Three versions of the same woman in the stop-motion animation, puppet film Shadow Passage by Ali Aschman.
Shadow Passage is Ali Aschman's graduation film for the Animation MA at the Royal College of Art. Stop-motion animation (with puppets of different sizes) was combined with 2D animation, and live-action footage.
The film centers on three versions of the same woman, residing in adjacent rooms. Each room and puppet is identical yet of a different size. The structure of the three rooms is loosely based on a Jungian model of the psyche. Jung described the meeting with the shadow aspect as “a tight passage, a narrow door” which informed the title of the film.
The project took 8 months from conception to completion, and, as the director states, autobiographical elements informed the work.
Watch Shadow Passage by Ali Aschman:
ZF: What is the time period of the film? There is a old TV set here, for instance.
AA: That's a good question... I don't think I've ever thought about this directly. I think of the story as taking place within my unconscious mind rather than the external world, though of course I exist within a particular timeframe and that influences my choices. My generation is probably the last to have grown up with old CRT televisions, and so the flickering static is reminiscent of my childhood in the 80s and 90s. One of the things that is so beguiling about stop motion is its connection to the Freudian uncanny, with its slipperiness between animate and inanimate, and a subconscious resonance with things familiar from early childhood yet now strange. The trope of analogue TV static as a visual indicator of eeriness and isolation, of 'losing signal', seems to have followed us into the 21st century despite its redundancy in current times.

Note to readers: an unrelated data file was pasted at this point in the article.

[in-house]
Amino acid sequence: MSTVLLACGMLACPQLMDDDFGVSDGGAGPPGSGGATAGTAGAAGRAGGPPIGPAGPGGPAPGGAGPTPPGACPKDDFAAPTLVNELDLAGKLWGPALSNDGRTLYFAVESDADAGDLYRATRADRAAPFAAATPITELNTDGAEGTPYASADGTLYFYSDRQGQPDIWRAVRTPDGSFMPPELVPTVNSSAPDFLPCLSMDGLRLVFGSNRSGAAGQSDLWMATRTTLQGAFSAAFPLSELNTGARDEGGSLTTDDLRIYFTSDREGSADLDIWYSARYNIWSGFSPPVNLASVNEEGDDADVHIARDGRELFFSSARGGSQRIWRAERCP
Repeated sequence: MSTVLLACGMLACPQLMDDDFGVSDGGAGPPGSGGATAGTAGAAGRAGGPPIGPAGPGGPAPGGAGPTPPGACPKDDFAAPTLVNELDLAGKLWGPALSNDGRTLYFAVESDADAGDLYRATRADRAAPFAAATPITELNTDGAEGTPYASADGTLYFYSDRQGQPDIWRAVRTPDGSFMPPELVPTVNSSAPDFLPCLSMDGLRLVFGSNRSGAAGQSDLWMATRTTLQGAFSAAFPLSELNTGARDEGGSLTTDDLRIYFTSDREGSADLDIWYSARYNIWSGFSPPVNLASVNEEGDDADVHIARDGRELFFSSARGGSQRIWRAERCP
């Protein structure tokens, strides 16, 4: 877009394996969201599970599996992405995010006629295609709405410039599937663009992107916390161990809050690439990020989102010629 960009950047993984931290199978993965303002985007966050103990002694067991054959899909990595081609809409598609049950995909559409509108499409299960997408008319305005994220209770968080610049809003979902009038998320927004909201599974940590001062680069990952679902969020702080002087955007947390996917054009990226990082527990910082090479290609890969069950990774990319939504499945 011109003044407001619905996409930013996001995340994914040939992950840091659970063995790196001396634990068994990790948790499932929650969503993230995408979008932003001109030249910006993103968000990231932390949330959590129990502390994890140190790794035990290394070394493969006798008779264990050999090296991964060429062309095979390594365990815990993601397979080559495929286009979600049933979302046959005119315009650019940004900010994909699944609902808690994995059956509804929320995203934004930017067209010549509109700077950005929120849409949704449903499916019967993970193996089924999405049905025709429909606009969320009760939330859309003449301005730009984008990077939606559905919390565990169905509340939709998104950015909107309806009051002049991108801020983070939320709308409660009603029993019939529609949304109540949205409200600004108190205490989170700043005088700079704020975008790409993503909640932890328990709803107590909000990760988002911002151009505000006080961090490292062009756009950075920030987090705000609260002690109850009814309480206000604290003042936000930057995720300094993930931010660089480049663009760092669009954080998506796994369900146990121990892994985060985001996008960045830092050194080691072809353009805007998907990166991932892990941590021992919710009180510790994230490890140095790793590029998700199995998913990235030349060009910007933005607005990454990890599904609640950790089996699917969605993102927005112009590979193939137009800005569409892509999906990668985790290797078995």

ZF: Υοu didn't use storyboard or animatic to make the film. Was it a more liberating experience, a piecemeal experience (going from one shot to the other), or sometimes a frustrating experience? Or all of the above?
AA: Working without storyboards or animatic is actually normal for me, though I went through a period in my first year at the RCA of trying to force myself to make them, because I thought that was the "right" way to make a film and that my work would be more successful if I followed those rules. But I really hated doing it, and always ended up abandoning it halfway through. So for Shadow Passage I decided to lean into my intuitive way of working, which is to essentially make things up as I go along, to find the shots and composition that intrigue me once I've got the puppets and sets made and then arrange everything and set the lighting while looking through the camera lens. I wouldn't call it piecemeal, quite the opposite in fact - I found it to be a flowing experience, since I shot everything in the order that it appears in the film and discovered things as I went along that led to the next decision. It was necessary to do that for practical purposes, because I had to partially break down each room after I moved into the next, but also made sense narratively as this was a journey I was on emotionally as a creator as much as for the character in the film. That's not to say the approach didn't have its frustrations and shortcomings though - as I inched closer to the deadline I sometimes found myself rushing through the later shots, that might have been executed differently had I planned it all out beforehand.